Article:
Summary: At the end of 1997, Chile joined the handful of nations which at one time or another have conducted official UFO probes. The Chilean Air Force (FACH) recently announced the formation of CEFAA, the name of which translates into English as the Committee for the Study of Anomalous Aerial Phenomena.
At the end of 1997, Chile joined the handful of nations which at one time or another have conducted official UFO probes.
The Chilean Air Force (FACH) recently announced the formation of CEFAA, the name of which translates into English as the Committee for the Study of Anomalous Aerial Phenomena. CEFAA is attached to the General Administration of Civil Aeronautics (DGAC), the Chilean equivalent of the FAA. It will study aircraft and radar cases, but will not collect UFO reports from the public.
The director of the School of Civil Aeronautics, Colonel Enzo Dinocera, will head CEFAA. Gustavo Rodriguez Navarro, a retired air traffic controller with an interest in pilot UFO sightings, will serve as secretary.
According to La Tercera, Chile's largest daily newspaper, the promoter of the project was General Ramon Vega, former FACH commander in chief and head of its Foundation for Aerospace Studies, who is also a senator.
A few months before the official announcement, I had the opportunity to interview General Vega and Gustavo Rodriguez during a visit to Chile. I was attending a UFO symposium at the University of Santiago. One of the speakers was Dr. Mario Dussuel, a psychiatrist who studies abduction cases. He arranged a meeting in General Vega's private office. Argentine Ufologist and filmmaker Alex Chionetti was also present at the informal conversation.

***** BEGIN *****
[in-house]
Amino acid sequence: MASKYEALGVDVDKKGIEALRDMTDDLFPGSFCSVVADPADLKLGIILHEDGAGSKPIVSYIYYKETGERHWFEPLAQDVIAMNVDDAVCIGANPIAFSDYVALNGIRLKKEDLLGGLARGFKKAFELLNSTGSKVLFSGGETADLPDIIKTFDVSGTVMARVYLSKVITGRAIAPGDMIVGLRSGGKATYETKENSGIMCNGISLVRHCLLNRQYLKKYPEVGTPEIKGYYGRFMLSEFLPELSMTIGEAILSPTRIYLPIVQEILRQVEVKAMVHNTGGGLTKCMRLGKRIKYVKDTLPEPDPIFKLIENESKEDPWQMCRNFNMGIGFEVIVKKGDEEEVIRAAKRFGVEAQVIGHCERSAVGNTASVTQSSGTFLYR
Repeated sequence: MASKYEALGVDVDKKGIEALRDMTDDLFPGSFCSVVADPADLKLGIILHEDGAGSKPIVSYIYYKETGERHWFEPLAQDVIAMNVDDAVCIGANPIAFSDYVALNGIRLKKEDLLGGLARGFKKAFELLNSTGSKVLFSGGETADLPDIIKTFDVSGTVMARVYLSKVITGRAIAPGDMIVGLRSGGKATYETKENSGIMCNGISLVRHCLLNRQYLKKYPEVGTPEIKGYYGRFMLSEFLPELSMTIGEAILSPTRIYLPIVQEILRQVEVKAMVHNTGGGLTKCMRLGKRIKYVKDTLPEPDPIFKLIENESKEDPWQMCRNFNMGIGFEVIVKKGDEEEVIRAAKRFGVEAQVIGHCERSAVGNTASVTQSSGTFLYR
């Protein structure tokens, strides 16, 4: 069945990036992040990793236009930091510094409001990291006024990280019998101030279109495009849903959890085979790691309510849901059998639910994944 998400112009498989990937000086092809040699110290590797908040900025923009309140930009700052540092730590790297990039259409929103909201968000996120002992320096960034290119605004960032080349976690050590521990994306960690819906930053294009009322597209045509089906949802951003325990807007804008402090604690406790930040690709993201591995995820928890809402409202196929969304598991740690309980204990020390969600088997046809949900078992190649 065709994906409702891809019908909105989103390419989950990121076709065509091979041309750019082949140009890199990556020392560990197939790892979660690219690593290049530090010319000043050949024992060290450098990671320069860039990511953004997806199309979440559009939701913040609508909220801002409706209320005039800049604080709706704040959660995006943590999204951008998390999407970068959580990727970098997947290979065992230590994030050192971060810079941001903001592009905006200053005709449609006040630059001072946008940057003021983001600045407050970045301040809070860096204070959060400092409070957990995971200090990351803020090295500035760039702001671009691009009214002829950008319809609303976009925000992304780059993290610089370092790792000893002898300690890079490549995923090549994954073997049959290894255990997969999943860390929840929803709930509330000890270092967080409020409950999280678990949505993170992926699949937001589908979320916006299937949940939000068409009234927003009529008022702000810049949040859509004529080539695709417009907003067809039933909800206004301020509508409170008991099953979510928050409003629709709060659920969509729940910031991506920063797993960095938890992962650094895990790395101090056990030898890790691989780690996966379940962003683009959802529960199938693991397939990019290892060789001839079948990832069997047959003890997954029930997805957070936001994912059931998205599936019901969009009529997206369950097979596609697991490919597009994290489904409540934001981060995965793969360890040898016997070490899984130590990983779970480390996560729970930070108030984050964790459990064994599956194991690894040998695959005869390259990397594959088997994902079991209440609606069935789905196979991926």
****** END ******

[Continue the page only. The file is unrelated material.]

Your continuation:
From the start, it was obvious that General Vega was totally convinced of the reality of UFOs and wasn't interested in discussing whether they exist. He said he was working on "a project to collect UFO aircraft and radar cases" and he was well-acquainted with UFOlogical, aeronautical, and metaphysical subjects.
General Vega acknowledged he had had two UFO sightings during his FACH career. One looked like a fireball flying horizontally above a mountain outside Santiago. The other occurred in the north when he was flying in formation with two other jets. The base notified the pilots it had picked up an unknown object in their vicinity. "I looked up from the cabin and I very briefly saw something like a white sheet passing above my jet," recalled General Vega. "Everything went so fast that one of the other pilots never saw it."